gms | German Medical Science

62nd Annual Meeting of the German Society of Neurosurgery (DGNC)
Joint Meeting with the Polish Society of Neurosurgeons (PNCH)

German Society of Neurosurgery (DGNC)

7 - 11 May 2011, Hamburg

Functional imaging for surgery on lesions involving eloquent brain areas

Meeting Abstract

  • P. Grummich - Neurochirurgische Klinik, Universitätsklinikum Erlangen
  • M. Buchfelder - Neurochirurgische Klinik, Universitätsklinikum Erlangen
  • O. Ganslandt - Neurochirurgische Klinik, Universitätsklinikum Erlangen

Deutsche Gesellschaft für Neurochirurgie. Polnische Gesellschaft für Neurochirurgen. 62. Jahrestagung der Deutschen Gesellschaft für Neurochirurgie (DGNC), Joint Meeting mit der Polnischen Gesellschaft für Neurochirurgen (PNCH). Hamburg, 07.-11.05.2011. Düsseldorf: German Medical Science GMS Publishing House; 2011. DocMO.08.04

doi: 10.3205/11dgnc052, urn:nbn:de:0183-11dgnc0527

Published: April 28, 2011

© 2011 Grummich et al.
This is an Open Access article distributed under the terms of the Creative Commons Attribution License ( You are free: to Share – to copy, distribute and transmit the work, provided the original author and source are credited.



Objective: We herein present a series of 28 patients in whom we extended the surgical approach into eloquent brain areas with the help of image-guided functional surgery. We examined pre-and postoperative neurological deficits and prerequisites that allow for neurosurgery beyond the generally accepted limits.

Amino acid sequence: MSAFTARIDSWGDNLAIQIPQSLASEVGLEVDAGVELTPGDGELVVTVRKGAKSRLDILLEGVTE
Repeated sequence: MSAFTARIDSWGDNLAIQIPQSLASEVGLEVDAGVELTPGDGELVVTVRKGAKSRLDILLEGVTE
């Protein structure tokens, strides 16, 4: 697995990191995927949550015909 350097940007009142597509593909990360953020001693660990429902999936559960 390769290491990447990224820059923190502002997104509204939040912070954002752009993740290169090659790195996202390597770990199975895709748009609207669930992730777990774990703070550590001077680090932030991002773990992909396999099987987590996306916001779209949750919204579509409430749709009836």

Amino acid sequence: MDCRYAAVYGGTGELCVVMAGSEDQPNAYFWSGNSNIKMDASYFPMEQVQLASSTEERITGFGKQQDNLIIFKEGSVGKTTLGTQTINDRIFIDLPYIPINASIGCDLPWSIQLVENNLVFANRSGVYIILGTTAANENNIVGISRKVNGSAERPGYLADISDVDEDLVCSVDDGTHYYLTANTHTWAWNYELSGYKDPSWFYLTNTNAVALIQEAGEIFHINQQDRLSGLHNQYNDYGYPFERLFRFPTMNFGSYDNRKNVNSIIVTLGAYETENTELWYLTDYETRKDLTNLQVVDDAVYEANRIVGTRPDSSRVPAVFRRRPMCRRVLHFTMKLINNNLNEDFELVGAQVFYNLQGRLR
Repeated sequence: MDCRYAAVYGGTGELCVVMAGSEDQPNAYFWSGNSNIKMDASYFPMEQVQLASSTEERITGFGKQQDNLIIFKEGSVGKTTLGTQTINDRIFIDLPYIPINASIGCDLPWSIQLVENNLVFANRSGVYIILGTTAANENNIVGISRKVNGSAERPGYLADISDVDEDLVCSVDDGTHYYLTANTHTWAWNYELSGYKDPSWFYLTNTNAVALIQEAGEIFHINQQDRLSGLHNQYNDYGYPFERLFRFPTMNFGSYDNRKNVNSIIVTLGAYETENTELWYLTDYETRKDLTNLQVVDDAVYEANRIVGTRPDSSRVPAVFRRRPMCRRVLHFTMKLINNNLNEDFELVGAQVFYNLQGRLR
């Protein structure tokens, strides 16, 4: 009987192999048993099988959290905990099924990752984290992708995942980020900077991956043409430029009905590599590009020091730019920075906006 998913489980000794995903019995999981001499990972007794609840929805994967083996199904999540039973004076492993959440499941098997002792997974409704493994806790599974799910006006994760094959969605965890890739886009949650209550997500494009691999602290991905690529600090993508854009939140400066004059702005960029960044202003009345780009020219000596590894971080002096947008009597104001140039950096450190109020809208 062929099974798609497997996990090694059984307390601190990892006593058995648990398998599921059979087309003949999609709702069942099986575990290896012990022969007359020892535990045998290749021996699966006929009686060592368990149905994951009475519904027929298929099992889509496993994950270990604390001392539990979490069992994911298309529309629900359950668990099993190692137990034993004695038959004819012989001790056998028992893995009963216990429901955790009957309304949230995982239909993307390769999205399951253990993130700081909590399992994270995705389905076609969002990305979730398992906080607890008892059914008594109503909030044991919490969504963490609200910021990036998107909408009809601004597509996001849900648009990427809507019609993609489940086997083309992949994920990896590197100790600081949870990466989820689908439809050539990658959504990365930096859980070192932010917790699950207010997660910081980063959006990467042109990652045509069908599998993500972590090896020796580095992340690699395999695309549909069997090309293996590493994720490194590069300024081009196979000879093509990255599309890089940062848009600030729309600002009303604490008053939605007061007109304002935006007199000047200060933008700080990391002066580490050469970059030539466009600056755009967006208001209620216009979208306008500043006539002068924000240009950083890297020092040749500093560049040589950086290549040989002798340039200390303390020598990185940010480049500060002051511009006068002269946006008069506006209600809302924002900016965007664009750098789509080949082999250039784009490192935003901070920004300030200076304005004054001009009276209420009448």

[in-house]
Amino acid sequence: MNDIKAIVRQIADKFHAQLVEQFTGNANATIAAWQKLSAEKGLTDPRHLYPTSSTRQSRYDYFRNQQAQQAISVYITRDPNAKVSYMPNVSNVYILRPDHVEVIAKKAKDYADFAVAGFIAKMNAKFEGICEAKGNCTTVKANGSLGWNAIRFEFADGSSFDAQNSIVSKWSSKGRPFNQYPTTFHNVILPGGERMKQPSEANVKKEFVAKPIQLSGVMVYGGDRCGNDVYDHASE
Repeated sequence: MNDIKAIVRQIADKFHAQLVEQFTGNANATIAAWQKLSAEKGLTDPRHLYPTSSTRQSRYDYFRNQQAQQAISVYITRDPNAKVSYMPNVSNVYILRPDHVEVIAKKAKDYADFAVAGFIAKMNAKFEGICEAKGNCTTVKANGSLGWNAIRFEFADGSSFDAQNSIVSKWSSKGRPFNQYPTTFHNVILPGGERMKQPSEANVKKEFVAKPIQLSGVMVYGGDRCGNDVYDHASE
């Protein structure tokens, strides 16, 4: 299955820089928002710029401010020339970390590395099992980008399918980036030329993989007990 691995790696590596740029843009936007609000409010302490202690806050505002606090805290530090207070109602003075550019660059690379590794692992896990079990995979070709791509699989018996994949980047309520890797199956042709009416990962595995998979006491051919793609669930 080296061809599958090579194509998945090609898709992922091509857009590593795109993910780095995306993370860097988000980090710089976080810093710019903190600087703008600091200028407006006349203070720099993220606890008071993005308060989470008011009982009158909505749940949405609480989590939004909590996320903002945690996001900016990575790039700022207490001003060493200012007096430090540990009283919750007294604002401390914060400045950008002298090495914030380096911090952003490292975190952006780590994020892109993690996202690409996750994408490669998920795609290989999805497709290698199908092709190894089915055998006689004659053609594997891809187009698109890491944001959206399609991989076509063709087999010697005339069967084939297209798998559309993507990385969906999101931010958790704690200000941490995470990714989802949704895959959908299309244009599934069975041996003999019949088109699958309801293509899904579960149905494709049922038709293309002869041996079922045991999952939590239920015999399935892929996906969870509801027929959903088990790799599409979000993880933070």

Methods: Preoperative functional imaging with MEG and/or fMRI was performed. MEG measurements were carried out with a 2x37 channel biomagnetic system (Magnes II, 4-D Neuroimaging). Functional localization was performed with the 1-dipole fit or beamformer algorithm. For fMRI we used a 1.5T MR scanner with echo planar imaging (Sonata, Siemens Medical Solutions) and a block paradigm with 180 measurements in 6 blocks (rest alternating with activation, 25 slices, 3 mm thickness & resolution TR=2470, TE=60). DTI was used with 1.9 mm slices and 6 directions to reconstruct fiber connections within language areas or the pyramidal tract. Language tests were conducted pre- and postoperatively to show the recovery of neurological function. Intraoperative MRI was acquired and registered with the functional images to show the extent of resection and its relation to functional structures.

Results: Out of 287 patients with language mapping, there were 14 patients with surgery very close (< 1 mm) to language areas or fiber tracts and four patients even had surgery within structures connected to language functions. Among these were resections within the operculum of the inferior frontal gyrus (Broca’s area) or in the posterior supratemporal gyrus of the dominant hemisphere (Wernicke’s area). In 14 of the 383 patients with mapping of sensory and/or motor functions resection was very close (< 1mm) to the motor cortex or pyramidal tract and in 5 into the precentral gyrus (three cases in the area of the leg, one case in the area of the foot and one case in the area of the mouth). Transitory neurological malfunctions occurred; however, none of these patients had permanent worsening of their neurological abilities.

Conclusions: It is possible to avoid worsening of neurological deficits or even to achieve a slight improvement of the neurological status (paralysis or aphasia) if precise language- and motor mapping is used in conjunction with functional neuronavigation even when operating into eloquent brain areas.